WRAL Investigates

Distributing coronavirus vaccine presents challenges, concerns in NC

Posted October 22, 2020 6:00 p.m. EDT
Updated October 22, 2020 6:53 p.m. EDT

— Nine of the 213 potential coronavirus vaccines in development globally are in Phase III clinical trials, which means they could be a couple of months from approval. But that is only part of the process in moving past the pandemic.

"How fast are we going to be able to make enough vaccine?" asked Pia MacDonald, an epidemiologist with Research Triangle Park-based RTI International. "How are we going to assure accessibility for everyone? What are we going to do about all the people who don’t believe in vaccination?"

North Carolina health officials have been planning since the pandemic began about how to distribute a vaccine. Last week, they submitted a 163-page draft plan to federal officials, outlining who gets the vaccine first, how they’ll get it and how to track their progress.

"This is the largest mass immunization campaign in the history of this country," said Dr. Leah Devlin, a former state health director who now is one of three main advisers for North Carolina’s Vaccine Advisory Committee.

Devlin, a professor in the Department of Health Policy and Management in the Gillings School of Global Public Health at the University of North Carolina at Chapel Hill, said the vaccine committee’s work is a moving target since no one knows when North Carolina will get any vaccine or how many doses.

But she said figuring out who would be first in line was easy: "When you only have the opportunity to vaccinize 150,000 out of 10.5 million North Carolinians, you’ve got to start with who might die."

The state has a multi-phase plan for now:

  • Phase 1A includes health care workers in high-risk settings and workers in long-term care facilities.
  • Phase 1B includes, among others, long-term care residents, at-risk prisoners and migrant workers, jail staff and other individuals with two or more chronic health conditions that put them at higher risk from the virus.
  • Phase 2 rolls in educators, adults with one chronic condition and the elderly with no chronic conditions.
  • Phase 3 includes students and people with a higher-risk job, such as grocery store employees.
  • Phase 4 is for everyone else.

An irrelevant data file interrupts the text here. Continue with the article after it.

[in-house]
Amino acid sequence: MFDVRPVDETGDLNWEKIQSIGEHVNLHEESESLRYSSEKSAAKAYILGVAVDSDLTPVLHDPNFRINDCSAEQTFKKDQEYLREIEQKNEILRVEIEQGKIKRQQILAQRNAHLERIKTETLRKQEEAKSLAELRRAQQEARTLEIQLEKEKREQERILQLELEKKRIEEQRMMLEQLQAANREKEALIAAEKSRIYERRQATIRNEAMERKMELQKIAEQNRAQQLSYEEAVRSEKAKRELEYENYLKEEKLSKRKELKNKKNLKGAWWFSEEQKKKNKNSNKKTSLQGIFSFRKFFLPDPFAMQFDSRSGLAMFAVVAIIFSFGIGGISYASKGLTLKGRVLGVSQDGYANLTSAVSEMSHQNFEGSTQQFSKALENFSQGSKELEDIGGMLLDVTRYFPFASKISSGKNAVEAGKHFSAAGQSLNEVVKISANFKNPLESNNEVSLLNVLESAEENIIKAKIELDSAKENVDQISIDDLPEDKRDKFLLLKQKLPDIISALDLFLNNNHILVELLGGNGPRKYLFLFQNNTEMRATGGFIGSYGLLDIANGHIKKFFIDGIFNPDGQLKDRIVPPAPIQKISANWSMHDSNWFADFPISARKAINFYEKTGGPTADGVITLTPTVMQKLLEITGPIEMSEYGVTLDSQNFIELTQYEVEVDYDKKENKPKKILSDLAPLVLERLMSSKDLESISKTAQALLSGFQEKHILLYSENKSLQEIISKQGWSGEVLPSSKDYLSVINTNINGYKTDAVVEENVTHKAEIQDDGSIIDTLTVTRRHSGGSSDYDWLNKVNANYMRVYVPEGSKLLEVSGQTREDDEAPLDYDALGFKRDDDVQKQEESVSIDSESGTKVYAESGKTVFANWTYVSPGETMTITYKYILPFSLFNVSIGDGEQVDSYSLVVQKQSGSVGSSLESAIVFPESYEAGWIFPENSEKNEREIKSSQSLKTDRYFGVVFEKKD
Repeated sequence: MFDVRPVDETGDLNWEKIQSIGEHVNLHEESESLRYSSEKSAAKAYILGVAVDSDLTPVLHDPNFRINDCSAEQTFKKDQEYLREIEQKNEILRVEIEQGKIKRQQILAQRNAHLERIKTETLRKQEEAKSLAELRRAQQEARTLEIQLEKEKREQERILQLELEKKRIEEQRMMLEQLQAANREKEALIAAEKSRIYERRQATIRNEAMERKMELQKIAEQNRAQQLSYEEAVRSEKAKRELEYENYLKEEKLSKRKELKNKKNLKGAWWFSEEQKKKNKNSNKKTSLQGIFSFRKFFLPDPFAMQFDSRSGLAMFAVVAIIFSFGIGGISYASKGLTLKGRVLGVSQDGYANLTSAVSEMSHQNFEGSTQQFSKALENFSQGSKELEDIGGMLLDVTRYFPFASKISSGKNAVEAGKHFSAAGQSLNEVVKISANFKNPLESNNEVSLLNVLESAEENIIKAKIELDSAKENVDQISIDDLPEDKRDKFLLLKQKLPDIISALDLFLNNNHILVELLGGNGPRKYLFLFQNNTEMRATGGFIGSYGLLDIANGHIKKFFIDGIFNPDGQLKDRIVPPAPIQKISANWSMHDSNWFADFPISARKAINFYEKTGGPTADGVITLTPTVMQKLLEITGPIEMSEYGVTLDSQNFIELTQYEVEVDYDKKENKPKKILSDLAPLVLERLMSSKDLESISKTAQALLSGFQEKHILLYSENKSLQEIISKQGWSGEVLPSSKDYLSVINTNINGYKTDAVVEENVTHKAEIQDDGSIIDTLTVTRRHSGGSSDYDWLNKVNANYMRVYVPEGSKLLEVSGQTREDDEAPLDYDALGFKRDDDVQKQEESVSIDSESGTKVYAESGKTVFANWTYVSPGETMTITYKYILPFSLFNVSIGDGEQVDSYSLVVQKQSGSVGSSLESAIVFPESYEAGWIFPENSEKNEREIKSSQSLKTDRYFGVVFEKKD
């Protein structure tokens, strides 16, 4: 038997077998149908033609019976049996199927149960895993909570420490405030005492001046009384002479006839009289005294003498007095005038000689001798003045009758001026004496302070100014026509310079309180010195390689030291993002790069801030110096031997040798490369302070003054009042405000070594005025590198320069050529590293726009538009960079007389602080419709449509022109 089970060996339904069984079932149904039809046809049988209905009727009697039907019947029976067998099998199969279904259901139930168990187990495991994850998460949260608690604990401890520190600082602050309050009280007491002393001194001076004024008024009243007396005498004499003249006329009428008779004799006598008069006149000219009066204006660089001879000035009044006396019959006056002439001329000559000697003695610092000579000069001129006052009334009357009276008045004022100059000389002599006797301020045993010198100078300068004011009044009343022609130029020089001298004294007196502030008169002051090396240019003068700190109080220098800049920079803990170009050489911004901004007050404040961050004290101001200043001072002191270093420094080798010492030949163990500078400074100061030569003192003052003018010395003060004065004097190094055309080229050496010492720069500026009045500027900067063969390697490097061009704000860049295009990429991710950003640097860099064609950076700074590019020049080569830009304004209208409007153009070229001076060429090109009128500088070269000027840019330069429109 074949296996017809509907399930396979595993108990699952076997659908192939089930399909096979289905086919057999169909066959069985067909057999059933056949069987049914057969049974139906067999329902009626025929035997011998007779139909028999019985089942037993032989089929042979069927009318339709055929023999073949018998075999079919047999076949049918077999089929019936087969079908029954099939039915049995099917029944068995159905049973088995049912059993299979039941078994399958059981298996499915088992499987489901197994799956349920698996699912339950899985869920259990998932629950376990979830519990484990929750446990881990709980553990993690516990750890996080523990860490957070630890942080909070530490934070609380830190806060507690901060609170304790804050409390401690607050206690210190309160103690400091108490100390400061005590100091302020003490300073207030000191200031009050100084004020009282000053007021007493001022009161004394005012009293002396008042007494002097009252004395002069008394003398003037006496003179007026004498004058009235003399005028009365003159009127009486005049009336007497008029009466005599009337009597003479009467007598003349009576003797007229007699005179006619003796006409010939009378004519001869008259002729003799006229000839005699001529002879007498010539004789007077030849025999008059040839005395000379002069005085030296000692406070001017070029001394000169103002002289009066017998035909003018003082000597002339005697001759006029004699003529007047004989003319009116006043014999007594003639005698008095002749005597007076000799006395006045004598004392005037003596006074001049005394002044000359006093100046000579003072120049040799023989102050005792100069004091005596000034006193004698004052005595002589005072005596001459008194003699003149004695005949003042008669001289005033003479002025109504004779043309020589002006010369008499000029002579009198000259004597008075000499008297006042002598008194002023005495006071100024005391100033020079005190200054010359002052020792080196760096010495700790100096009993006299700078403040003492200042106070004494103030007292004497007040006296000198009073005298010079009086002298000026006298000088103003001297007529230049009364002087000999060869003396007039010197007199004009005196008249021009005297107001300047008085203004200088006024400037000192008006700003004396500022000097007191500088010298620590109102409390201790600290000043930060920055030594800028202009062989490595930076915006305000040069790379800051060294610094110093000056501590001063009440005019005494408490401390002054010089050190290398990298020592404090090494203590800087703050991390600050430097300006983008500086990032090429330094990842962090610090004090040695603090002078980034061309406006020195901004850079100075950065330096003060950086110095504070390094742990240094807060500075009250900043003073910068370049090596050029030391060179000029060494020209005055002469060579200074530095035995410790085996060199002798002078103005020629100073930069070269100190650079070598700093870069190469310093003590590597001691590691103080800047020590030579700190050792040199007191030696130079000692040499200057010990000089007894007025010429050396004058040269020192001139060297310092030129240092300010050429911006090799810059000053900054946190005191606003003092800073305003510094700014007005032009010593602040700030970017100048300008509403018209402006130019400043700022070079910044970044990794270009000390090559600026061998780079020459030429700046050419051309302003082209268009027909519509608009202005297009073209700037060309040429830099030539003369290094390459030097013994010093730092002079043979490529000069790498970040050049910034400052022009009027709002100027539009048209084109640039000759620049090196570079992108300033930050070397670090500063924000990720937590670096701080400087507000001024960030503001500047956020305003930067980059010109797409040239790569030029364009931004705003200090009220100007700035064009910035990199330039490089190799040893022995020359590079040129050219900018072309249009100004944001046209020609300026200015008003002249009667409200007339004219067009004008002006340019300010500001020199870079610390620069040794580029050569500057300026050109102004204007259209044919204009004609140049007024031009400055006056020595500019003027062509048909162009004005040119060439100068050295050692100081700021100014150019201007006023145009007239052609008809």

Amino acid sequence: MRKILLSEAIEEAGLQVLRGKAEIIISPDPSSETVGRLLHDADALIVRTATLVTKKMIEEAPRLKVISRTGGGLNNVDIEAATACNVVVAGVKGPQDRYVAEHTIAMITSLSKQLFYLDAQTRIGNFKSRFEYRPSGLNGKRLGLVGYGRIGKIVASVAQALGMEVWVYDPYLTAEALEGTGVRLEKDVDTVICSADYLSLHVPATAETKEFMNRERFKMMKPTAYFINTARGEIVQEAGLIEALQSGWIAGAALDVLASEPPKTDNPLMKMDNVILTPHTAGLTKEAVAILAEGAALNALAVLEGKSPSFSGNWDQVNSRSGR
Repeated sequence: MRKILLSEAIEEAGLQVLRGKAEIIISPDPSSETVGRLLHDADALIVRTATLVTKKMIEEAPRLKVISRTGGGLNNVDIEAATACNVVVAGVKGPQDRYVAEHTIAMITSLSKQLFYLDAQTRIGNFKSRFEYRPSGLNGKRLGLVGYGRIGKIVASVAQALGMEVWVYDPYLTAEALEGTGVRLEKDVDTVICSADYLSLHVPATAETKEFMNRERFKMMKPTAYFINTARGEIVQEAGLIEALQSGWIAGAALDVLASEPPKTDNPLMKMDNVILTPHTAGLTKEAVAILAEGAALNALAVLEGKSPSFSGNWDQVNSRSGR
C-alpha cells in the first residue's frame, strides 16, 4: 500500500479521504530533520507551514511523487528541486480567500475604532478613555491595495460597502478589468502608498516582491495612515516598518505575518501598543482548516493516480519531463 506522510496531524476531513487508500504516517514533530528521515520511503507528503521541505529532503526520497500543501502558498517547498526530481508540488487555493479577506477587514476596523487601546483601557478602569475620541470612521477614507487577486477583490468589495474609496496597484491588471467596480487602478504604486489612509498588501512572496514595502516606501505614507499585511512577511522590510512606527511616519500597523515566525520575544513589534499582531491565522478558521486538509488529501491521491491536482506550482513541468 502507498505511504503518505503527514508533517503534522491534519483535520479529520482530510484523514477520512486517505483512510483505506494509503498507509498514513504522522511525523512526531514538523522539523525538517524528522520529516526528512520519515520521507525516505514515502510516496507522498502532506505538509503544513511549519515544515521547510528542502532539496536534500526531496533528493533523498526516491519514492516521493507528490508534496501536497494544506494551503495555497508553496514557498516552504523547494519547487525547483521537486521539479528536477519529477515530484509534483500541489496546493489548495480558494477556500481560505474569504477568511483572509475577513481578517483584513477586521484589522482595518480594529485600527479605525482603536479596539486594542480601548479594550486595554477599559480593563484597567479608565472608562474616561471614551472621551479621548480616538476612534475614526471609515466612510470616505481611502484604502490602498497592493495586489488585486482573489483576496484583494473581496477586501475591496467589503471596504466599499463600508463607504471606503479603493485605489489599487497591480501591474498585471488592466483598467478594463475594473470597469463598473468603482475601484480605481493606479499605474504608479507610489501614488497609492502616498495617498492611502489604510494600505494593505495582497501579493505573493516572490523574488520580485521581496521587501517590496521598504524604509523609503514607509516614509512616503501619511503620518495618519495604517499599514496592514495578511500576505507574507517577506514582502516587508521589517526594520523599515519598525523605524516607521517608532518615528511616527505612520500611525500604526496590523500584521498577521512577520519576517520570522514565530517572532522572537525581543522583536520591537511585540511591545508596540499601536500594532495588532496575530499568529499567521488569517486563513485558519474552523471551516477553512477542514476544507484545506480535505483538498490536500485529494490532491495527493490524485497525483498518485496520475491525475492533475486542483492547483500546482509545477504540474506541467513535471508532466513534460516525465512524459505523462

"We absolutely anticipate that it will change as we move forward," said State Health Director Dr. Betsey Tilson, who said she believes the plan must remain flexible as circumstances change.

State officials estimate 7 million doses will be needed to vaccinate everyone in North Carolina who wants it.

"If we were to have an approved vaccine by the end of this year, it might take until April or so to have enough vaccine for everybody," Tilson said.

The number of doses needed is also in flux, with concerns that some people will question the safety of the vaccine because of the speed of the approval process.

"Yeah, we do worry about vaccine hesitancy," Tilson said. "We expect there may be more hesitancy with this vaccine than with other vaccines."

Flu vaccination rates in North Carolina show the reason for the concern. The most recent Centers for Disease Control and Prevention report shows only 57% of whites, 55% of Blacks and 53% of Latinos statewide got flu shots last year.

Worries go deeper for a new coronavirus vaccine, according to Tilson.

"There was one study that said only 7% of Black North Carolinians will get the vaccine when it first comes out," she said.

Geography is also a concern. Medicare data shows nine counties in North Carolina with flu vaccination rates at 40% or lower. Four of those are clumped together to the Triangle’s south: Bladen County at 30%, Robeson County at 38%, Cumberland County at 39% and Hoke County at 40%.

Four of the other five are in the North Carolina mountains: Graham and Yancey counties at 37% each and McDowell and Mitchell at 40% each. Tyrrell County in eastern North Carolina also has a 40% flu vaccination rate.

The flu vaccination rates in the Triangle are closer to 60%, but MacDonald said the fight against coronavirus is only as strong as the weakest link.

"If we have major pockets where there’s low vaccine uptake, that’s also going to be a vulnerable place for all of us," she said.

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